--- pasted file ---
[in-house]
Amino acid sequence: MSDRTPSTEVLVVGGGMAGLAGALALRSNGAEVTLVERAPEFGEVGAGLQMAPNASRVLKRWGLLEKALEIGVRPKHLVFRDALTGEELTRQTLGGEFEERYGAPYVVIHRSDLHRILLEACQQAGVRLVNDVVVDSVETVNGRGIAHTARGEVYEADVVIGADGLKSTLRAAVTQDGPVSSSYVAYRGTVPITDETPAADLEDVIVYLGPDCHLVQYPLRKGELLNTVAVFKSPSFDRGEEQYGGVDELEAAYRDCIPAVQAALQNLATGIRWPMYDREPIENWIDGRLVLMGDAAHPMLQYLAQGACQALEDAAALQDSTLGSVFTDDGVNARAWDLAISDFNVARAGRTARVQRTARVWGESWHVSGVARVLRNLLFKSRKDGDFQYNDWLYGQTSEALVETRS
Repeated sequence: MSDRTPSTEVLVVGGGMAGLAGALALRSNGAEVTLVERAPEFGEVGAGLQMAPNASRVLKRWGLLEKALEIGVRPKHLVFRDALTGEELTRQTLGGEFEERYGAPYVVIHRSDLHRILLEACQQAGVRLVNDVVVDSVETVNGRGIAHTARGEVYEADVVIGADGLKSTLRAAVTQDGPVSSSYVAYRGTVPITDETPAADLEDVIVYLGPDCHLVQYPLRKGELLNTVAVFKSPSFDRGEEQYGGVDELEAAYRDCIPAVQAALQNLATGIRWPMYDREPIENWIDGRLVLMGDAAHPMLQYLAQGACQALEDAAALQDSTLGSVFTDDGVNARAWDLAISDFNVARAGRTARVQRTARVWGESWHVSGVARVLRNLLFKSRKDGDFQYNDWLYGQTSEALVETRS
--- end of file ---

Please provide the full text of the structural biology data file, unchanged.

[in-house]
Amino acid sequence: MSDRTPSTEVLVVGGGMAGLAGALALRSNGAEVTLVERAPEFGEVGAGLQMAPNASRVLKRWGLLEKALEIGVRPKHLVFRDALTGEELTRQTLGGEFEERYGAPYVVIHRSDLHRILLEACQQAGVRLVNDVVVDSVETVNGRGIAHTARGEVYEADVVIGADGLKSTLRAAVTQDGPVSSSYVAYRGTVPITDETPAADLEDVIVYLGPDCHLVQYPLRKGELLNTVAVFKSPSFDRGEEQYGGVDELEAAYRDCIPAVQAALQNLATGIRWPMYDREPIENWIDGRLVLMGDAAHPMLQYLAQGACQALEDAAALQDSTLGSVFTDDGVNARAWDLAISDFNVARAGRTARVQRTARVWGESWHVSGVARVLRNLLFKSRKDGDFQYNDWLYGQTSEALVETRS
Repeated sequence: MSDRTPSTEVLVVGGGMAGLAGALALRSNGAEVTLVERAPEFGEVGAGLQMAPNASRVLKRWGLLEKALEIGVRPKHLVFRDALTGEELTRQTLGGEFEERYGAPYVVIHRSDLHRILLEACQQAGVRLVNDVVVDSVETVNGRGIAHTARGEVYEADVVIGADGLKSTLRAAVTQDGPVSSSYVAYRGTVPITDETPAADLEDVIVYLGPDCHLVQYPLRKGELLNTVAVFKSPSFDRGEEQYGGVDELEAAYRDCIPAVQAALQNLATGIRWPMYDREPIENWIDGRLVLMGDAAHPMLQYLAQGACQALEDAAALQDSTLGSVFTDDGVNARAWDLAISDFNVARAGRTARVQRTARVWGESWHVSGVARVLRNLLFKSRKDGDFQYNDWLYGQTSEALVETRS